IRAs were created to allow ordinary Americans to save for retirement more easily. Nearly anyone who has earned income is eligible to contribute to at least some type of IRA, but it's possible that you won't be able to use the IRA of your choice. In particular, Roth IRAs have income limits above which you're not allowed to make contributions, and traditional IRAs limit your ability to take deductions if you have access to an employer-sponsored plan and have too high an income. Moreover, some age-related restrictions apply to traditional IRAs. Knowing where you stand is critical so that you can make the right move with your IRA contributions.
What you need to know to determine your eligibility
In order to figure out if you're eligible to contribute to an IRA, you need to know the following things:
- Your tax filing status for the tax year for which you want to make the contribution.
- Your modified adjusted gross income for that year.
- How much earned income you have.
- Whether you, or a spouse if you're married, have access to a work-sponsored retirement plan like a 401(k).
- Your age at the end of the year.
Image source: Getty Images.
Once you have all that information, you'll be able to determine your eligibility fairly easily. The calculator below is an easy way to get the answers you need.
* Calculator is for estimation purposes only, and is not financial planning or advice. As with any tool, it is only as accurate as the assumptions it makes and the data it has, and should not be relied on as a substitute for a financial advisor or a tax professional.
Below is a more in-depth explanation of the thinking behind what the calculator will tell you.
For any IRA, you need earned income
Earned income from a job is a prerequisite for contributing to any type of IRA. Maximum contributions of $5,500 for those under 50 or $6,500 for those 50 or older are available, but only if you have that much in wages, salary, tips, or other compensation from working. If you have less, then your contribution is limited to the amount of earned income you have. The only exception is that if you're married, you can use your spouse's earned income as the foundation for your own IRA contribution. That's known as a spousal IRA and benefits one-earner families as well as those couples where one spouse has relatively little work income.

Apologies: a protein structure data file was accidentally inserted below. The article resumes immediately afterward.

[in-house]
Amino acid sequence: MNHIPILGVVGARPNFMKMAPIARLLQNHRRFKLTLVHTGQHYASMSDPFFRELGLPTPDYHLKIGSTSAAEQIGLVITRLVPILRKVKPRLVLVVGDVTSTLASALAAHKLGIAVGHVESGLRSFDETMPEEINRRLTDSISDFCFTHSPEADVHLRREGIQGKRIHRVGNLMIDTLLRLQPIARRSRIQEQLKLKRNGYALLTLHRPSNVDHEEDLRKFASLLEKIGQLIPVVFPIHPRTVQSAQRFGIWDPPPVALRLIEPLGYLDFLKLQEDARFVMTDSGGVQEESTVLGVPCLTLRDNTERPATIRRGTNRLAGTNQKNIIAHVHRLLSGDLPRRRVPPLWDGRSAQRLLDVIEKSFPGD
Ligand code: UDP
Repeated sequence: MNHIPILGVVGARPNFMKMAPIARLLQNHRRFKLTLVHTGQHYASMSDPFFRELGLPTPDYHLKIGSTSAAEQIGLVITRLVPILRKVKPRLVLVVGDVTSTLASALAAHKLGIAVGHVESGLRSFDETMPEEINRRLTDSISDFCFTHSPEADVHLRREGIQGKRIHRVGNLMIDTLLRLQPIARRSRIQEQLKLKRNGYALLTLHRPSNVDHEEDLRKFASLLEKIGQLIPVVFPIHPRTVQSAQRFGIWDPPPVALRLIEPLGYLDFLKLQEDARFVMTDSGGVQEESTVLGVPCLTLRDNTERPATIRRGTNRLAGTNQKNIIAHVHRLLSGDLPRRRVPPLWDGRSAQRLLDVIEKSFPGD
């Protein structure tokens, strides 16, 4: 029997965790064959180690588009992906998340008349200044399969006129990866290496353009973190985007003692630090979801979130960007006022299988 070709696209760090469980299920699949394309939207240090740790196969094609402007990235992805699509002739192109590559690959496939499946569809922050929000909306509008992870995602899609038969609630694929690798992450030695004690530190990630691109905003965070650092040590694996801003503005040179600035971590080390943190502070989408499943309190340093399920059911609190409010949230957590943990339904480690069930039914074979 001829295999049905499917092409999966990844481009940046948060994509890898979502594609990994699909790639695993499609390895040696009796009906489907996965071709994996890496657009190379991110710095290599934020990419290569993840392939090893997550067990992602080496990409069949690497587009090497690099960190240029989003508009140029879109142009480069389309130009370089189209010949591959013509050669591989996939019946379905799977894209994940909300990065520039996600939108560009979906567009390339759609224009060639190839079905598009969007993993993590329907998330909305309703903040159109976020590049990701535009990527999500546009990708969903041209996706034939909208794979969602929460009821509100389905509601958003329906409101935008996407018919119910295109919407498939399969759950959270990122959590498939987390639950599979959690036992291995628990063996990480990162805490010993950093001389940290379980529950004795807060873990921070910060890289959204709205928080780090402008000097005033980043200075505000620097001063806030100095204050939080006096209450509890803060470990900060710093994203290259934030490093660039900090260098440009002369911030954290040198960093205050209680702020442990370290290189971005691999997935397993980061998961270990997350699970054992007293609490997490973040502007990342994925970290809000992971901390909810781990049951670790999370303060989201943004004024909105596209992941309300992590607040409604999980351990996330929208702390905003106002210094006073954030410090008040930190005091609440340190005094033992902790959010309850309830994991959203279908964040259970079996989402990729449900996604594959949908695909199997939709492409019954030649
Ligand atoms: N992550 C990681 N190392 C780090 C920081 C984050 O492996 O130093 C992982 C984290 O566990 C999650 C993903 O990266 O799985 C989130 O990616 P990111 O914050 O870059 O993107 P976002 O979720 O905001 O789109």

Income limits on Roth IRA contributions
Above a certain amount of income, you can no longer contribute to a Roth IRA. Below is the breakdown by filing status:
Data source: IRS.
Pro-rata contributions are allowed in the income area between the two columns above.
Income limits on traditional IRA deductibility
Traditional IRAs don't have limits on contributions based on income, but you might not be able to deduct your entire contribution. If neither you nor a spouse is covered by an employer plan, then your traditional IRA contribution is always deductible regardless of your income.
However, if you're covered, then the limits below apply:
Data source: IRS.
If you're not covered but your spouse is, higher income limits apply. Joint filers get a full deduction with income up to $186,000 for 2017, and it phases out between $186,000 and $196,000.
Age limits on traditional IRA contributions
Finally, those who are 70 1/2 or older at the end of the tax year aren't allowed to make traditional IRA contributions, even if you have earned income and would otherwise be eligible. This limit matches up with the law forcing you to take required minimum distributions from traditional retirement accounts at age 70 1/2.
However, the rule doesn't apply to Roth IRAs. Accordingly, you can make Roth contributions at any age -- as long as you have earned income.
IRAs are useful tools, but you'll want to make sure that you use them properly. By following these rules, you'll know what you can and can't do and can plan accordingly.
The $16,122 Social Security bonus most retirees completely overlook If you're like most Americans, you're a few years (or more) behind on your retirement savings. But a handful of little-known "Social Security secrets" could help ensure a boost in your retirement income. For example: one easy trick could pay you as much as $16,122 more... each year! Once you learn how to maximize your Social Security benefits, we think you could retire confidently with the peace of mind we're all after.Simply click here to discover how to learn more about these strategies.
The Motley Fool has a disclosure policy.